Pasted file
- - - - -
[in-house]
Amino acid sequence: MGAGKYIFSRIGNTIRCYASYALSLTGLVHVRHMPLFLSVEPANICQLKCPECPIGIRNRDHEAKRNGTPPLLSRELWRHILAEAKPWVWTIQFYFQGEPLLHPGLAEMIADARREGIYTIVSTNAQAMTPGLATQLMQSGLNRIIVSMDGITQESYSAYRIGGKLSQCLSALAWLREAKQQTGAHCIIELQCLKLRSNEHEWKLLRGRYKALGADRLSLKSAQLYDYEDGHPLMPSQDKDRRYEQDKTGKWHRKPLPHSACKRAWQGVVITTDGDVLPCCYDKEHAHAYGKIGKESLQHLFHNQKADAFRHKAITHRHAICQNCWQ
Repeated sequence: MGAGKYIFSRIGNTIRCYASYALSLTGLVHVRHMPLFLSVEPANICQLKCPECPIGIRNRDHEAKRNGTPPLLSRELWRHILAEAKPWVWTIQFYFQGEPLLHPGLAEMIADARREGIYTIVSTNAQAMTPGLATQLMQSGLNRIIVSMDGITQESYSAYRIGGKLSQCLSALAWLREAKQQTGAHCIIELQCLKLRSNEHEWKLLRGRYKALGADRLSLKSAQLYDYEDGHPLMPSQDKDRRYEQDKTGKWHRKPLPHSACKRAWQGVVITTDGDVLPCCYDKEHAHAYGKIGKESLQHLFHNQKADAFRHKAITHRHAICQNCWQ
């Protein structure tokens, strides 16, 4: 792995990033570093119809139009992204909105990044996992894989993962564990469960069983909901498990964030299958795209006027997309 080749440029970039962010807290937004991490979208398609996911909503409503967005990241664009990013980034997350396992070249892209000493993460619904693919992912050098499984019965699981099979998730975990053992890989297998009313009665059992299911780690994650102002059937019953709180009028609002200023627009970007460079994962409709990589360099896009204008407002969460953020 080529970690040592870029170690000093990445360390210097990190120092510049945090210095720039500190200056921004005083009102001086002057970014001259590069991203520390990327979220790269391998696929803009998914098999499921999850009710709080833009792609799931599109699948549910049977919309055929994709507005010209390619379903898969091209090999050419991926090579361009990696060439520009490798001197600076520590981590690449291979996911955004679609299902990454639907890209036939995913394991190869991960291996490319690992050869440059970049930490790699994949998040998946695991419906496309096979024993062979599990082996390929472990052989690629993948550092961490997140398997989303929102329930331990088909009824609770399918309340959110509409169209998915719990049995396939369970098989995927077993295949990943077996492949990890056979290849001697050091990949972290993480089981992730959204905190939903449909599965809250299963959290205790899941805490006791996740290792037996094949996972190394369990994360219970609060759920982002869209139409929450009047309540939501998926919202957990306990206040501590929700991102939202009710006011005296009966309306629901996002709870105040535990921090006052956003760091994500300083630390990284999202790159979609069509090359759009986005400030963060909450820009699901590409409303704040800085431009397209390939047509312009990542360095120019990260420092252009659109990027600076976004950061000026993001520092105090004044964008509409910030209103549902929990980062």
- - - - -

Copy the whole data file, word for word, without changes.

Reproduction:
[in-house]
Amino acid sequence: MGAGKYIFSRIGNTIRCYASYALSLTGLVHVRHMPLFLSVEPANICQLKCPECPIGIRNRDHEAKRNGTPPLLSRELWRHILAEAKPWVWTIQFYFQGEPLLHPGLAEMIADARREGIYTIVSTNAQAMTPGLATQLMQSGLNRIIVSMDGITQESYSAYRIGGKLSQCLSALAWLREAKQQTGAHCIIELQCLKLRSNEHEWKLLRGRYKALGADRLSLKSAQLYDYEDGHPLMPSQDKDRRYEQDKTGKWHRKPLPHSACKRAWQGVVITTDGDVLPCCYDKEHAHAYGKIGKESLQHLFHNQKADAFRHKAITHRHAICQNCWQ
Repeated sequence: MGAGKYIFSRIGNTIRCYASYALSLTGLVHVRHMPLFLSVEPANICQLKCPECPIGIRNRDHEAKRNGTPPLLSRELWRHILAEAKPWVWTIQFYFQGEPLLHPGLAEMIADARREGIYTIVSTNAQAMTPGLATQLMQSGLNRIIVSMDGITQESYSAYRIGGKLSQCLSALAWLREAKQQTGAHCIIELQCLKLRSNEHEWKLLRGRYKALGADRLSLKSAQLYDYEDGHPLMPSQDKDRRYEQDKTGKWHRKPLPHSACKRAWQGVVITTDGDVLPCCYDKEHAHAYGKIGKESLQHLFHNQKADAFRHKAITHRHAICQNCWQ
């Protein structure tokens, strides 16, 4: 792995990033570093119809139009992204909105990044996992894989993962564990469960069983909901498990964030299958795209006027997309 080749440029970039962010807290937004991490979208398609996911909503409503967005990241664009990013980034997350396992070249892209000493993460619904693919992912050098499984019965699981099979998730975990053992890989297998009313009665059992299911780690994650102002059937019953709180009028609002200023627009970007460079994962409709990589360099896009204008407002969460953020 080529970690040592870029170690000093990445360390210097990190120092510049945090210095720039500190200056921004005083009102001086002057970014001259590069991203520390990327979220790269391998696929803009998914098999499921999850009710709080833009792609799931599109699948549910049977919309055929994709507005010209390619379903898969091209090999050419991926090579361009990696060439520009490798001197600076520590981590690449291979996911955004679609299902990454639907890209036939995913394991190869991960291996490319690992050869440059970049930490790699994949998040998946695991419906496309096979024993062979599990082996390929472990052989690629993948550092961490997140398997989303929102329930331990088909009824609770399918309340959110509409169209998915719990049995396939369970098989995927077993295949990943077996492949990890056979290849001697050091990949972290993480089981992730959204905190939903449909599965809250299963959290205790899941805490006791996740290792037996094949996972190394369990994360219970609060759920982002869209139409929450009047309540939501998926919202957990306990206040501590929700991102939202009710006011005296009966309306629901996002709870105040535990921090006052956003760091994500300083630390990284999202790159979609069509090359759009986005400030963060909450820009699901590409409303704040800085431009397209390939047509312009990542360095120019990260420092252009659109990027600076976004950061000026993001520092105090004044964008509409910030209103549902929990980062």